If you like narrows, rock art, fossils, or all three, put Marble Canyon on your preferred list when visiting Death Valley. Whether you’re driving along the scenic 4x4 canyon road or hiking the remote narrows within the Cottonwood Mountains, here one can see the ancient petroglyphs adorning the canyon walls that rank among the most elaborate in all of Death Valley.
Just west of Stovepipe Wells on Highway 190 is the 8.6 miles of desert road that leads to the edge of the Cottonwood Wash. From the parking area a high clearance vehicle or 4x4 vehicle is recommended. From this point the road turns north up the wash for 2.2 miles to a road junction. Follow the road to the right that will continue to Marble Canyon.
If you are lucky enough to be a passenger, the rock formation, flowers and those impeccable distant views can occupy your time. But with the responsibility of driving, I can now practice the skill of dogging rocks and boulders that just happen to be sitting on this colorful but historic road.
From this junction, the first narrows or our trailhead into the lower Marble Canyon is only 2.6 miles to the west. Many visitors come to Marble Canyon just to see the petroglyphs. These prehistoric figures were pecked on smooth rock surfaces by the Aboriginals centuries ago. Keep in mind this journey from the trailhead is another mile before viewing the first few petroglyphs that remain today.
To anyone who enjoys art, this is a special place. There are beautiful figures to be found, from abstract drawings such as pregnant bighorn sheep to lizards, desert foxes, human figures, and finely crafted birds. Also pecked on one canyon wall is a very faint historical inscription of the date “1849” with the initials “JB” mixed with petroglyphs.
Could this have been one of the men of the ill-fated Savage-Penney Party? This was a group of immigrants who split from the Jayhawkers and left Death Valley at the end of 1849. These 12 men were among the first to see Death Valley and only two are known to have reached the coast.
After entering the first narrows and for the next mile, you’ll be walking through a colorful corridor framed by sheer high walls. Along the way there is an interesting side canyon with falls, thick limestone beds loaded with black chert nodules and overhangs with welcome shade. The first narrows ends with a huge quartz monzonite chockstone wedged between the canyon walls. There is a make-shift trail that leads over and around this natural blockage and drops back to the beginning of the second narrows.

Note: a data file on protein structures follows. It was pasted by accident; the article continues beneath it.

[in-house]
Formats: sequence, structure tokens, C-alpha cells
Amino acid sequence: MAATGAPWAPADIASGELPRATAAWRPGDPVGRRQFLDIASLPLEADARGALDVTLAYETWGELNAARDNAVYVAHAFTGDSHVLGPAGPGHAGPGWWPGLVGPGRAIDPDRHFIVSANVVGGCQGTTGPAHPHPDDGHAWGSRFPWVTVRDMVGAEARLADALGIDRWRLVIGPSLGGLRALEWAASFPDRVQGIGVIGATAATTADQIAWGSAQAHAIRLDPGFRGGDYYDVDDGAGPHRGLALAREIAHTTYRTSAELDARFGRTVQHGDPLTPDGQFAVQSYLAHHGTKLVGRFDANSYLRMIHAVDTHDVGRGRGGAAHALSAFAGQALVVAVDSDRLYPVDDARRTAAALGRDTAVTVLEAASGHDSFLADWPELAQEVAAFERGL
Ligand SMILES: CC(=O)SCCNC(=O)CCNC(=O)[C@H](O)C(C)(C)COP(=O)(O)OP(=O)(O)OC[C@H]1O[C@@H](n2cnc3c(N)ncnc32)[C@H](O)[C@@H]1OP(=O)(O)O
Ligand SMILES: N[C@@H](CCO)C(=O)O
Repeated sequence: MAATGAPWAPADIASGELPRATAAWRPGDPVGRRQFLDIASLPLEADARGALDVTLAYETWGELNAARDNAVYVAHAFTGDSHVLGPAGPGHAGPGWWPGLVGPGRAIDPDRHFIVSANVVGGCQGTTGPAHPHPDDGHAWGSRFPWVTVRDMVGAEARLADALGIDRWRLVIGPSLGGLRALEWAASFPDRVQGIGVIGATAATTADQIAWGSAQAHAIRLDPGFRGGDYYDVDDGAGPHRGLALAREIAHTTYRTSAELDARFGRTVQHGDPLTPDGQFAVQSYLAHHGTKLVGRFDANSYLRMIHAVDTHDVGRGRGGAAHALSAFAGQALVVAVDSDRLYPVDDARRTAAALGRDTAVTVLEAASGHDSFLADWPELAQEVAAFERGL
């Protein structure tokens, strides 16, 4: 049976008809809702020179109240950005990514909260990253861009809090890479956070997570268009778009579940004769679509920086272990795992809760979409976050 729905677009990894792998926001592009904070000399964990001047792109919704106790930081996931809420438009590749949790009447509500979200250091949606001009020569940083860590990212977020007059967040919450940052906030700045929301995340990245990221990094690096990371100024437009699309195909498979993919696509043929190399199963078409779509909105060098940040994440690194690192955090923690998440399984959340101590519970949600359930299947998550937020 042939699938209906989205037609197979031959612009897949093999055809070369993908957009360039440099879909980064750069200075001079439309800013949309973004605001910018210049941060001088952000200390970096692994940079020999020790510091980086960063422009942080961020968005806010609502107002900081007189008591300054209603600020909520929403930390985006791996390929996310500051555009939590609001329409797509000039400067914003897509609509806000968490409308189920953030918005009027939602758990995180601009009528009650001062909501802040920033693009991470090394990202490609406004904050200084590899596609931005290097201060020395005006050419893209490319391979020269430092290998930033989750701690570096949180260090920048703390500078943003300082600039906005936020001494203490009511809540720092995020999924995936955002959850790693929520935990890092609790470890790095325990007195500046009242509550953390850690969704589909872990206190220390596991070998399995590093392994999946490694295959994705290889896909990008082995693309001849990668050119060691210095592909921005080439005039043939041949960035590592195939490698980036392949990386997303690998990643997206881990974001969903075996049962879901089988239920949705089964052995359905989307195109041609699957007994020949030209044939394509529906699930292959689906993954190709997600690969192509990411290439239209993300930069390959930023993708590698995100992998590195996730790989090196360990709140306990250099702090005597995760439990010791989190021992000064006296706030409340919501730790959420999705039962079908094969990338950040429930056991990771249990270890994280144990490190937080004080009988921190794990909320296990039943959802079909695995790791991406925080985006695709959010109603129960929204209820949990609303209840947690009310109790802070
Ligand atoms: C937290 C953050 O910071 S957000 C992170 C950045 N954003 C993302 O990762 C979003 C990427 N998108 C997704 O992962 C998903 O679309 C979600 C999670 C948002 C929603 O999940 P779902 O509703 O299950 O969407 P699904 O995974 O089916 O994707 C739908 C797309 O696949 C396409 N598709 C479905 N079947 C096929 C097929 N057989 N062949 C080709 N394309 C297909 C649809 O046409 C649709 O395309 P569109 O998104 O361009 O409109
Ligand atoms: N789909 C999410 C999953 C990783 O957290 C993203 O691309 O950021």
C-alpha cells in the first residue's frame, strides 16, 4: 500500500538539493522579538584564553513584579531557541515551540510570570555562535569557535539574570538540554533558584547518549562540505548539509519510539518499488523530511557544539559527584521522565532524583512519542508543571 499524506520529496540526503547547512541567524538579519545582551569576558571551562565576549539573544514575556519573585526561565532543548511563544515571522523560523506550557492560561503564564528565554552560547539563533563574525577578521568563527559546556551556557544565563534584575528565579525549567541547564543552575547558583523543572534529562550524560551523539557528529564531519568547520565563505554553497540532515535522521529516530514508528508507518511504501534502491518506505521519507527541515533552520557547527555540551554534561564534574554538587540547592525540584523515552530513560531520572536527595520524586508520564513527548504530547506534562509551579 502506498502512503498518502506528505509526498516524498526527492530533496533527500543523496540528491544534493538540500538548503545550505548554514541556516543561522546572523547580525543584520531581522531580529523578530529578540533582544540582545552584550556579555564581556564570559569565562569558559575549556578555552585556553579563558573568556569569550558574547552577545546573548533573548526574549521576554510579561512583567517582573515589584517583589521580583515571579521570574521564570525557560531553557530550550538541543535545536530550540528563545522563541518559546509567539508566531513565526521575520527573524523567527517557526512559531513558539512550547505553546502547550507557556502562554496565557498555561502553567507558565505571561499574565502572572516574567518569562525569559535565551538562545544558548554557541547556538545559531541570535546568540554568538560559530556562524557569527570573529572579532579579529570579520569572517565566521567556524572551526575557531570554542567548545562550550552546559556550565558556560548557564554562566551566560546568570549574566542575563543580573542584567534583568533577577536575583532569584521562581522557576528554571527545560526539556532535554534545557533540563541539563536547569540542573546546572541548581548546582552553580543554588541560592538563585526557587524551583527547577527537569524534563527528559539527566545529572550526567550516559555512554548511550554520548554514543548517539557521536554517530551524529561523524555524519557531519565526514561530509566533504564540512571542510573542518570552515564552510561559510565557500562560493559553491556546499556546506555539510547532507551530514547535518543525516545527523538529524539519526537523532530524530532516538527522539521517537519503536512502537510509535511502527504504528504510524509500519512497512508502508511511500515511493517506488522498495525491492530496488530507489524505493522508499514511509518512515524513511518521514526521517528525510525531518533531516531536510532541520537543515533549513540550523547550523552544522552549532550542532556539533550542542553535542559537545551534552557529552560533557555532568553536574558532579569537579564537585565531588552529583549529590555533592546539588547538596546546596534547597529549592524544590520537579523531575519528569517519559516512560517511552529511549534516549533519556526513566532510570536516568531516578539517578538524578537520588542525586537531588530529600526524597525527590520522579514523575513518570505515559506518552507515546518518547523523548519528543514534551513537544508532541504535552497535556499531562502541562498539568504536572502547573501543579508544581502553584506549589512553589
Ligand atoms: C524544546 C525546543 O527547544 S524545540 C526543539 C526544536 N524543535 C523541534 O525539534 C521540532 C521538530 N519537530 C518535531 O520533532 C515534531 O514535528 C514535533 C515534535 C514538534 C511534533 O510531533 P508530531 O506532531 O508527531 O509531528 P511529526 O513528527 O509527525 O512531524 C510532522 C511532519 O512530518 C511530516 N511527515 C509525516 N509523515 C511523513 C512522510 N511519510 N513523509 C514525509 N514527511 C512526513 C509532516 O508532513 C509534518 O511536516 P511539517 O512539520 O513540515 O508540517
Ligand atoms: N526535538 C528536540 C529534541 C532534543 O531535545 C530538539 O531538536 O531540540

The second narrows are the most impressive within this canyon. They gradually deepen, than open up for a short distance, than tighten again. The polished walls continue high above the wash and open to a smooth contorted passage. For the next hundred feet or so we walked through a dim, cool and naked world where the light continuously changes through the day.
After .04 of a mile, the second narrows ends and this wash opens up to an impressive extended open canyon. On the left perched on an elevated sandbar was an ideal campsite location. We set up our camp and with a few hours of daylight remaining, we continued exploring the main wash.
The third narrows was another 2.4 miles following this same wash. Knowing we were lacking daylight to complete this round-trip, we decided to slow our progress and search the smooth rocks for petroglyphs along these canyon walls. Luck was hiking with us this evening and our camera’s captured another historical petroglyph site.
The following morning we decided to hike past those images we found yesterday evening and ignore the second narrows, and hike the large canyon to the north. This change of plans will conserve our water supply to complete this adventure.
Once again, luck was following us, because within this northern canyon imbedded in the rocks, were fossils - mostly fragments of crinoids and gastropods fossils located on the polished slanted walls of dark dolomite rock. There were a new fossils imbedded in large rocks lying on the canyon floor. What a photo opportunity.
Our morning was complete and now to double back to our camp and continue our hiking adventure back to the trailhead. Waiting inside my Jeep was my ice-filled cooler with cool liquid refreshments. Isn’t this the only way to end a successful hiking adventure in Death Valley?